Take us out to the ball game! Throughout U.S. history, Baseball has been considered one of the most popular American pastimes. But did you know that many Major League Baseball stadiums are eco-friendly, and have green roofs? In this article, we’ve compiled a list of our favorite green roofs at MLB stadiums, along with some other ways the league is doing their part to lower a stadiums environmental impact.
Fenway Farms is a green roof with an awesome purpose. Located at Fenway Park, home of the Boston Red Sox, the rooftop farm is 5,000 sq. ft. and produces over 5,900 pounds of fresh produce each season. Red Sox fans can dine on seasonal organic vegetables and fruits grown on top of the Front Office at Fenway Park’s Dell or EMC Club restaurants (1). In addition to their green roof, Fenway Park also installed solar panels and offsets the remaining energy they produce with Renewable Energy Credits (2).
Citi Field, home of the New York Mets, installed an 11,000 sq. ft. extensive green roof atop their administrative building at right field. In addition, the ballpark composts all of its kitchen waste, along with grass clippings from the field. Fryer oil from the concession stands is also reused as biodiesel that runs the field equipment (3).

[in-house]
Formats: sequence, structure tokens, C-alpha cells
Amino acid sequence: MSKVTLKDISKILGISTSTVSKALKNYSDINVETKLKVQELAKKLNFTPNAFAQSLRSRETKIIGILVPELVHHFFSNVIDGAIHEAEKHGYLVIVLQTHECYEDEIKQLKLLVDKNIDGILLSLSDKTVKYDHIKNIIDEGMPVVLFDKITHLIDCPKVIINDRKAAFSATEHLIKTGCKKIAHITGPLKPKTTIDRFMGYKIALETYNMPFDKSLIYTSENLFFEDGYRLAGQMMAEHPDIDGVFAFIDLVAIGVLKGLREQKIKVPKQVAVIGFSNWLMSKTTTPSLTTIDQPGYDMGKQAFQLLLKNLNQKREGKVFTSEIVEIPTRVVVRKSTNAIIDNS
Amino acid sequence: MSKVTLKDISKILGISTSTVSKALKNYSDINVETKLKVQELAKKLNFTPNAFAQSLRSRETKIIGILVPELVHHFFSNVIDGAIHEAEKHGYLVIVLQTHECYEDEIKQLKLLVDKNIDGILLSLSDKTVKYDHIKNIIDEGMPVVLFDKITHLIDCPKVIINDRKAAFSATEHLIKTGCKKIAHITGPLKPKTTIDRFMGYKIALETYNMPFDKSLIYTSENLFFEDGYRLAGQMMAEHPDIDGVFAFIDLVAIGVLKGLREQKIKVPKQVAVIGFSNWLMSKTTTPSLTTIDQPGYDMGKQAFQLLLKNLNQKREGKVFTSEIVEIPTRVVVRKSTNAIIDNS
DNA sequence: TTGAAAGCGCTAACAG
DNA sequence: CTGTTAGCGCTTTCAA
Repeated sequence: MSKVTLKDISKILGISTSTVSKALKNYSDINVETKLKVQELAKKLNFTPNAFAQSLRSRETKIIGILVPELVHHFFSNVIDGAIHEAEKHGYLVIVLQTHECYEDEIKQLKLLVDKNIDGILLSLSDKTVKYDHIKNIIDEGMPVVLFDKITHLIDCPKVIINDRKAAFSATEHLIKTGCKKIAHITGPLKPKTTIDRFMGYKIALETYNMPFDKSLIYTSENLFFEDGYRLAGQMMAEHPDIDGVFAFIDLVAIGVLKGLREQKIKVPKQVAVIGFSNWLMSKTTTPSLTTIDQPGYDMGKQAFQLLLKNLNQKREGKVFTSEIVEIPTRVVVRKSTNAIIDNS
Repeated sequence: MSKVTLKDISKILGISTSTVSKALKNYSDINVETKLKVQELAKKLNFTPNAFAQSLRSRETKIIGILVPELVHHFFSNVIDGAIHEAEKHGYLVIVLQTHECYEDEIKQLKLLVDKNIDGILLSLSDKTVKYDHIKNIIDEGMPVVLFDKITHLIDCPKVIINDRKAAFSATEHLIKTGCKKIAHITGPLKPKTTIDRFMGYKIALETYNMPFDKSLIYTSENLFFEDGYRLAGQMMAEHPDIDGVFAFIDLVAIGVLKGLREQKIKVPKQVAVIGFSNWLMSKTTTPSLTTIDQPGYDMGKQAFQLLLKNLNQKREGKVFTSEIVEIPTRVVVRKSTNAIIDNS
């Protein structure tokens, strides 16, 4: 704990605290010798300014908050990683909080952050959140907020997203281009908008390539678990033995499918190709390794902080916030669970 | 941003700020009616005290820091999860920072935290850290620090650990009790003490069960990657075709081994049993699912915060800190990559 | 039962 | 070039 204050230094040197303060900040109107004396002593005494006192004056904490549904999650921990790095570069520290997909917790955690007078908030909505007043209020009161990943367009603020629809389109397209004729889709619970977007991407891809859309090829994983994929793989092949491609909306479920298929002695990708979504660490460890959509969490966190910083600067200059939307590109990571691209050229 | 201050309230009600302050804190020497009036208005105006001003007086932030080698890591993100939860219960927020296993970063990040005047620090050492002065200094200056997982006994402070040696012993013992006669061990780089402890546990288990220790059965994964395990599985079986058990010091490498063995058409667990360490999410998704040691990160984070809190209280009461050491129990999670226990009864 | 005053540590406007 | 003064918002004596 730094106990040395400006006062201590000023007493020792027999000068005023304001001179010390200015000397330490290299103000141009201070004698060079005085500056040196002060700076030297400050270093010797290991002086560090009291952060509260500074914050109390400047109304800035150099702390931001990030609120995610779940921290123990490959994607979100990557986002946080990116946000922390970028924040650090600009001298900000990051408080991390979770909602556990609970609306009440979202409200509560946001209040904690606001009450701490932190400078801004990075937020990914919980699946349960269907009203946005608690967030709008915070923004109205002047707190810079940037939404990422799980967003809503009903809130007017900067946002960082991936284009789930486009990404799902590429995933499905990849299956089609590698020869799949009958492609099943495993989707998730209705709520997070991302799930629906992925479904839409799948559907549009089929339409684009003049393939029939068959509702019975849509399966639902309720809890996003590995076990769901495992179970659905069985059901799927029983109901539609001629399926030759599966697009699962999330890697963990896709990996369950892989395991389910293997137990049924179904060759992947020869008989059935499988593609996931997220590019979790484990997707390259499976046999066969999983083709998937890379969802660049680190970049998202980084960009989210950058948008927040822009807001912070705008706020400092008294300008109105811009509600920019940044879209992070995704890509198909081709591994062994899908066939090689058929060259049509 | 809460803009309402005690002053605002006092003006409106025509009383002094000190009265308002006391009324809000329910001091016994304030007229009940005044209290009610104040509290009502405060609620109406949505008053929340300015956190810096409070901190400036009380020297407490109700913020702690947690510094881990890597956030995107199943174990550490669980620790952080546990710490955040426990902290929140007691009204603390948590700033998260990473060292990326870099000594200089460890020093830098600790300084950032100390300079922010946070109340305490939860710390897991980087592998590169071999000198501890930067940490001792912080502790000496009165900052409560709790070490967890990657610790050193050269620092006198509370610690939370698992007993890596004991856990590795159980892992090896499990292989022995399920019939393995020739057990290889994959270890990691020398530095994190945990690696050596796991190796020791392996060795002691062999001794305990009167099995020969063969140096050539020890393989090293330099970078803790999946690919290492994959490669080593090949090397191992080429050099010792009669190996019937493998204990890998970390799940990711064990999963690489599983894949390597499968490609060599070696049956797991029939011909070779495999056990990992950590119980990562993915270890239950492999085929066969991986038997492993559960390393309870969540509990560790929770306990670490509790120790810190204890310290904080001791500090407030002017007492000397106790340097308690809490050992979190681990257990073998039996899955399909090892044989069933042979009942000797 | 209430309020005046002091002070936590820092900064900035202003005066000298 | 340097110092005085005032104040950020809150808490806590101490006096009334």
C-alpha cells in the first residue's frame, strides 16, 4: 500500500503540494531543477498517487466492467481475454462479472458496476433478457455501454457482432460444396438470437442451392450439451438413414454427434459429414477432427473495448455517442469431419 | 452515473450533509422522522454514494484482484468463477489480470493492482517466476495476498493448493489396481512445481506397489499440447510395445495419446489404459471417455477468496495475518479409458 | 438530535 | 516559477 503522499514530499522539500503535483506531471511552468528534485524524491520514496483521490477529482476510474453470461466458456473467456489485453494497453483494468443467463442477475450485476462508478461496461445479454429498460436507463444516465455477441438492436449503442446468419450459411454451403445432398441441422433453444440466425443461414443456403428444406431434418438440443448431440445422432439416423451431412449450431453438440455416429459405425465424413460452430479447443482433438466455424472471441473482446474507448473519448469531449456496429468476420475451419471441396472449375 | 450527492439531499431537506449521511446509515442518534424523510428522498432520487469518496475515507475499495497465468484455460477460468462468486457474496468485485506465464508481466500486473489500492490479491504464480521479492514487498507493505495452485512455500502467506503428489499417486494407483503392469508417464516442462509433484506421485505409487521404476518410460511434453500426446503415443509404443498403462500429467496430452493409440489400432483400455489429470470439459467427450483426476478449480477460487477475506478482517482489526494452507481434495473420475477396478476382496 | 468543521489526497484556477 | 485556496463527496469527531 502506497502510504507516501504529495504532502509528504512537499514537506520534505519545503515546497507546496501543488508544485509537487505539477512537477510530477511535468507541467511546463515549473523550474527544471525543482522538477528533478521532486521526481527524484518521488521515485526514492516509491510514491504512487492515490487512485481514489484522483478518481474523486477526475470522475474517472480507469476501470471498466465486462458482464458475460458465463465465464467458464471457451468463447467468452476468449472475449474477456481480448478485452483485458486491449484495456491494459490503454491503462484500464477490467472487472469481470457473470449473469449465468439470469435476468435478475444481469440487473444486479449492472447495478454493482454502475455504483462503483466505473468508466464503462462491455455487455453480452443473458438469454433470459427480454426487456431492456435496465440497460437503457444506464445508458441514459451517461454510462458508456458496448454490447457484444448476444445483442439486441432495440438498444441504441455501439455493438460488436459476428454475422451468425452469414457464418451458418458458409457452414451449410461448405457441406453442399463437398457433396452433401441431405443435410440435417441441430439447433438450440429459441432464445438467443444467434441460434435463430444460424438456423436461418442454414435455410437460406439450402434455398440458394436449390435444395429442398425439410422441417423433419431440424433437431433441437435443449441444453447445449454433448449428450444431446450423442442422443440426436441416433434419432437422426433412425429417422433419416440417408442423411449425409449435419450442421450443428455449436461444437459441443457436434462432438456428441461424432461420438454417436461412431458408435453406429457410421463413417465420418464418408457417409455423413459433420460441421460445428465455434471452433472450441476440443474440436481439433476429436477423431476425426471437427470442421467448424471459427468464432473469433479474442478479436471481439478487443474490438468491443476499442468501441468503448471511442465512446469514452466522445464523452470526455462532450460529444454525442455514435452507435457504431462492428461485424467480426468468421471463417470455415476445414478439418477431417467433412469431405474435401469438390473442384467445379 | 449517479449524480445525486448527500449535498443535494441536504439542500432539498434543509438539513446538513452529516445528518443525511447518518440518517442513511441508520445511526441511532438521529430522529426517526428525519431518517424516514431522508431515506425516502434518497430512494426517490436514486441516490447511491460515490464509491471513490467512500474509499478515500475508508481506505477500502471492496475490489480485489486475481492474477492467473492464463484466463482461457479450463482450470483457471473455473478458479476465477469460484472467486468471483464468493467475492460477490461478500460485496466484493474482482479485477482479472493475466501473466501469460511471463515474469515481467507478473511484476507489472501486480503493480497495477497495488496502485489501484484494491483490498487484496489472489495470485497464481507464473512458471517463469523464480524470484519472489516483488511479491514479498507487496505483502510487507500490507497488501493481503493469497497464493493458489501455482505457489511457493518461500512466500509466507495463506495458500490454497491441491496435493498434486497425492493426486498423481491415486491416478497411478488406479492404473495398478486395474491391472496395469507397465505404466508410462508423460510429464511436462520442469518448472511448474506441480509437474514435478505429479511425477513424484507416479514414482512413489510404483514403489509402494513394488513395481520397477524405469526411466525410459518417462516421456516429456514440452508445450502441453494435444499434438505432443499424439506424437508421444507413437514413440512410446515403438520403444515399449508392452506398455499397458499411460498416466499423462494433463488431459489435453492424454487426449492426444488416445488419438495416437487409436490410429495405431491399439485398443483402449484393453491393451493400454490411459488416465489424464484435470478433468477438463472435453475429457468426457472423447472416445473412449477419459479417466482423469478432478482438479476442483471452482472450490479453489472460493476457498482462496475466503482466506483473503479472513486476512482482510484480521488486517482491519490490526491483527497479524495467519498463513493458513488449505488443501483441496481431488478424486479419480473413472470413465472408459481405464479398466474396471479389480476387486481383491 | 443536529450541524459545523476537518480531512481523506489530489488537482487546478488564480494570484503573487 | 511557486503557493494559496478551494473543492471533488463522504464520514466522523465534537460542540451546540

This long standing home of the San Francisco Giants can boast a 4,320-square-foot edible garden, located underneath the scoreboard. The Giants partnered with Bon Appetit Management Company, a sustainable food service company, to install the edible garden. Using cutting edge aeroponic towers, the garden provides fruits, vegetables, greens, flowers, and even sod for the field. Some of the produce is used for fans at the stadium, but some are used for healthy eating programs in the local community (4).
The San Diego Padres are always getting fired up in the bullpen, but sometimes they need an extra kick. Enter the Petco Park edible garden. During the appropriate seasons, this garden grows up to 18 varieties of hot peppers (including the Trinidad Moruga Scorpion, with a rating of 1.25 million Scoville Heat Units). Some of the peppers and tomatoes from the garden have made it into ballpark dishes, and some are simply munched on by pitchers to get ready for a strikeout (5).
Sporting event venues typically have some pretty negative environmental impacts, so it’s good to see our favorite American pastime doing its part to lower that impact in a way that is highly visible and teaches sustainable practices to fans. Peanuts and crackerjacks anyone?